Using urban design to reduce crime
National Guidelines for using urban design to reduce crime launched
Wellington, 24 November: National Guidelines for using good quality urban design to reduce crime were launched today by the Minister of Justice, Hon Mark Burton.
National Guidelines for Crime Prevention
through Environmental Design in
New Zealand produced by the Ministry of Justice will help local authorities, architects and urban planners in creating safer public spaces.
Principles of Crime Prevention Through Environmental Design (CPTED) can be applied to new development and redevelopment to improve an area’s security, for both people and property, as well as enhancing the quality of the local environment.
“Reducing crime and building safer communities is a priority for all New Zealanders,” and these guidelines outline how urban planning, design and place management strategies can reduce the likelihood of crime and deliver numerous social and economic benefits in the long-term” said Jeremy Wood, Director of the Crime Prevention Unit of the Ministry of Justice.
The Guidelines are based on CPTED principles used in cities around the world and adjusted to suit New Zealand communities. In developing the guidelines the Ministry of Justice has worked closely with many diverse interest groups form the state, private and community sectors.
Key partners in the development of the guidelines have been Local Government New Zealand, the Ministry for the Environment, the National Taskforce for the Reduction of Community Violence, local authorities, Police, groups working in crime prevention, and architects, urban designers and planners in the private sector.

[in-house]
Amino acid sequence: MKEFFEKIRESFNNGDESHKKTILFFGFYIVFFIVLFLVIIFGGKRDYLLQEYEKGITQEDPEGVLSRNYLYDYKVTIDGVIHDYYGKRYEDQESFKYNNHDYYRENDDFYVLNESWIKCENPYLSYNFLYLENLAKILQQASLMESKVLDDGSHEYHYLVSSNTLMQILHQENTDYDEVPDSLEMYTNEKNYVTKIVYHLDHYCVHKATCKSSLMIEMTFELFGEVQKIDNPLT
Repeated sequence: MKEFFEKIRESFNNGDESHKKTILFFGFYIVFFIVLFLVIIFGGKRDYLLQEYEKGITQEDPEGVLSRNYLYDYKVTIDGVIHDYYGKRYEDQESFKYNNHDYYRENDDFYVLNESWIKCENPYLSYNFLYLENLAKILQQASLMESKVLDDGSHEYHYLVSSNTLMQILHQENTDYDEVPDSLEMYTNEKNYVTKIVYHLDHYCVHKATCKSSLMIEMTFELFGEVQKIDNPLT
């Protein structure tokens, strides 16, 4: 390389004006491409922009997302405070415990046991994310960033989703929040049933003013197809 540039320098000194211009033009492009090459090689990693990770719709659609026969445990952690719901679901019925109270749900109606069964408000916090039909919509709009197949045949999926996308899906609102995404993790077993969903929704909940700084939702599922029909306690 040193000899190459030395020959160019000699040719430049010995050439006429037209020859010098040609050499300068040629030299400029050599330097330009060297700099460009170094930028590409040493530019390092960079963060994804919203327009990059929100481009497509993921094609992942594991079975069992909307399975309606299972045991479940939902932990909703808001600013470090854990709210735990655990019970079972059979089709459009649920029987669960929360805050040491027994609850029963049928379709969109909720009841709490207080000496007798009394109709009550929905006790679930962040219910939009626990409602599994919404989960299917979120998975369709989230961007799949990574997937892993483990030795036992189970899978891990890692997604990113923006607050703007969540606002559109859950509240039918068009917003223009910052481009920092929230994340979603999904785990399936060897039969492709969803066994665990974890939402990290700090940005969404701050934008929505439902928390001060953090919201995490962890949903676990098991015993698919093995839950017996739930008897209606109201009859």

“The principles outlined in the Guidelines are practical and relevant to New Zealand environments and will make a significant contribution to helping communities reduce crime and the fear of crime” said Jeremy Wood.
What is CPTED?
- CPTED is a crime prevention philosophy based on proper design and effective use of the built environment. CPTED principles can help reduce crime and fear of crime.
- CPTED principles began to be developed in the United States in the late 1960s. Since then, they have been developed and applied in many countries, including Australia, the United Kingdom, Europe, Canada and South Africa.
Why use CPTED Guidelines?
- CPTED reduces opportunities for crime and encourages positive activity in public spaces. CPTED principles emphasise natural design and planning strategies with methods such as security patrols or closed circuit television recommended only when other options are unsuitable.
- CPTED is part of a range of strategies to create safer communities and help groups work together to improve communities. Public spaces that are safe, and where people feel safe, are vibrant and attract people, activity and investment.
- Many safe design principles also reinforce basic principles of good urban design.
Who should use the Guidelines?
- The Crime Prevention Unit of the Ministry of Justice has written the Guidelines primarily for planners and designers within local authorities. However, they will also be useful to Police, groups working in crime prevention (such as Safer Community Trusts), architects, urban designers, engineers, planners and building managers involved in planning, designing and managing publicly-accessible places.